While total volumes of wine (-2%), beer (-2%) and cider (-4%) all declined in 2022, the premium-and-above segments of each grew: wine (+6%), beer (+4%) and cider (+11%). Total spirits volumes were up +2%, with premium+ up +13%, while RTDs showed moderate gains at less than +1% with premium+ up +38%.
Furthermore, long-term premiumization trends in spirits has boosted the category with crossover in RTDs as pre-mixed cocktails and spirit-based RTDs gaining ground.
Why premiumization now?
Premiumization has been a long-term trend. But as inflation and economic uncertainty continue to bite, why are consumers still willing to pay more?
Firstly, premium consumers still have money to spend and many still feel secure in their own personal finances, notes IWSR. High-income drinkers (those earning over $150,000), for example, were especially secure, and across all demographics, Millennials show more confidence than older drinkers. IWSR consumer data shows consumer spending and purchasing volume are up in 2022 vs 2021 in most tracked categories.
Premiumization is occurring most notably in spirits. Overall, 33% of Americans said they had spent $50 or more on a bottle of alcohol in 2022, against just 24% in 2021. Furthermore, six in 10 online shoppers say they spend more on alcohol online than in-store.
Another area where premiumization has been thriving is at home: the vast majority of Americans say they consume alcohol at home and 46% of those surveyed say they are likely to treat themselves to premium options there – a factor which is particularly beneficial for wine and beer.
Spirits to overtake beer
Total whisky category volumes (up +3% in 2022 vs 2021), surpassed vodka (less than +1% growth in 2022 vs 2021) last year for the first time in almost two decades. US whiskey holds the largest share of total whisky volumes, as well as percentage growth (+4%), with value increases led by bourbon which increased by +8%.
Agave spirits contributed $1.6bn to the spirits industry in 2022. This growth accounted for 70% of the overall volume growth and 65% of overall value growth of total US spirits.
In 2022, tequila surpassed US whiskey by value to become the second most valuable spirits subcategory in the US. Tequila alone is set to overtake vodka in 2023 to become the industry leader by value.
"Traditional spirits are expected to overtake traditional beer as the share of servings leader for the first time in modern history this year," says IWSR. "This means on a drink-by-drink basis, more Americans will drink traditional spirits."
This is also partly due to a weaker beer market: which, although continuing to recover from pandemic losses, sees domestic beer (commanding a 79% volume share of total beer) struggling from long-term decline. A bright spot for beer, however, is imports (and particularly Mexican beer) showing positive volume gains at +4%.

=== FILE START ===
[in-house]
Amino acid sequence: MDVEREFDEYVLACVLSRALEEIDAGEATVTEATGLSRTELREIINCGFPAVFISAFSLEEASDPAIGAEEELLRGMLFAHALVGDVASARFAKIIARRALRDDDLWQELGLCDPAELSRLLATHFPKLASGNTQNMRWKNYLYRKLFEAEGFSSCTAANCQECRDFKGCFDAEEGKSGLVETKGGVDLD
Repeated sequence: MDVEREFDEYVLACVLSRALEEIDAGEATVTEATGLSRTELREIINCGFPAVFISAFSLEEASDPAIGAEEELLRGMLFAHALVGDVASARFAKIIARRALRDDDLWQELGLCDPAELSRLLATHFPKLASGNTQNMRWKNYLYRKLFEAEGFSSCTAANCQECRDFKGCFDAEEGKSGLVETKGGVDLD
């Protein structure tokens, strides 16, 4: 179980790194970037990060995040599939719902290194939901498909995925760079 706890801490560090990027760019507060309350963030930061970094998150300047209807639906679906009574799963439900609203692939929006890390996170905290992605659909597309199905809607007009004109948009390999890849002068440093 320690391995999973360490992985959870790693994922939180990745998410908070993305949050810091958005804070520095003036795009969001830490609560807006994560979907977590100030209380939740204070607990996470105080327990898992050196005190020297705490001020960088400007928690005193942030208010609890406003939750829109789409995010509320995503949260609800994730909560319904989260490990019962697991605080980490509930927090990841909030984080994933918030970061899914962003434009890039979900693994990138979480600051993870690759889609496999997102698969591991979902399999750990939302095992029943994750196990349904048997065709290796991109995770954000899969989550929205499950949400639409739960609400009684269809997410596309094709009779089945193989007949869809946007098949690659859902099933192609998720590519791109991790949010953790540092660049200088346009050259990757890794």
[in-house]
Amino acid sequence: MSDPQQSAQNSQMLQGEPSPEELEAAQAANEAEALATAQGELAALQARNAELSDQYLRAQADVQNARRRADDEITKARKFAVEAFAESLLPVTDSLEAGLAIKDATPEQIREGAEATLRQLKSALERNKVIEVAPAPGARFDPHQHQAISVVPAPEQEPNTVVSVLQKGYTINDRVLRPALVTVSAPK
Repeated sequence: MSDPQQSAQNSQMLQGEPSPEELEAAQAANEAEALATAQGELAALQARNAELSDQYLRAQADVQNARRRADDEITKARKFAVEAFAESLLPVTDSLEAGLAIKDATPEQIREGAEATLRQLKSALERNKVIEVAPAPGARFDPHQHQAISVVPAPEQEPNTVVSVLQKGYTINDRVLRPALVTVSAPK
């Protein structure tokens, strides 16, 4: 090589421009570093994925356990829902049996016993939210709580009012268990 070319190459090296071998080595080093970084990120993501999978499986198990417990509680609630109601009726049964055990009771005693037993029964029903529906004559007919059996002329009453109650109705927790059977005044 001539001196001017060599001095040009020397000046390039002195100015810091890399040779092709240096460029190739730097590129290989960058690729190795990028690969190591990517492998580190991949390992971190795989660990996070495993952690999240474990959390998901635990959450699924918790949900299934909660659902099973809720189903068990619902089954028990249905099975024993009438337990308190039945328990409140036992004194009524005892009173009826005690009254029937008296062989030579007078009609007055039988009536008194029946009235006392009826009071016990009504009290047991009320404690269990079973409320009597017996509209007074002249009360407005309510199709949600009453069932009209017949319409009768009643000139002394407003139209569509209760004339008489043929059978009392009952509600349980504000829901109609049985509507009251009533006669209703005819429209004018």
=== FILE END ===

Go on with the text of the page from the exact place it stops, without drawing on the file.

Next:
The RTD category (which includes all alcohol bases) was able to post seven straight years of volume gains but saw a much lower growth rate than in previous years, (+1%) in 2022, as malt-based hard seltzers slow down. Spirit-based RTDs, hard teas and FABs show momentum however and premiumization is evident across the RTD category as value increased by +6%.
Sparkling wine achieves its 21st consecutive year of both volume and value gains
While sparkling wine sees continued growth, the total wine category declined by volume for the second straight year, decreasing -2% in 2022 vs 2021. From a value perspective, total wine posted modest growth (+1%). Still wine continues to drag down overall wine performance (-3%) as declines in the standard-and-below segment were unable to be offset by advances occurring in the premium-and-above tiers.
"Within still wine, a strengthening trend of health and wellness is bringing awareness to the no- and low-alcohol subsegments," notes IWSR. "In other wine segments, rice wine/sake (+3%) and flavored wine (+8%) performed well. Rice wine/sake benefited from a return to the on-premise, while flavored wines attract younger LDA consumers drawn to flavor, a halo effect from the RTD category."
After the disruption of the pandemic, IWSR predicts the picture will stabilize over the next five years.
In 2022, for example, ecommerce share of alcohol sales rose 1% - a much more moderate increase than the heights of the pandemic.
"On-premise recovery is evident with the channel up +24%, and with a full return to pre-pandemic volumes expected in 2023," notes IWSR. "Half of consumers expect their on-trade drinking to remain the same, although many are watching what they spend and reducing the frequency of visits."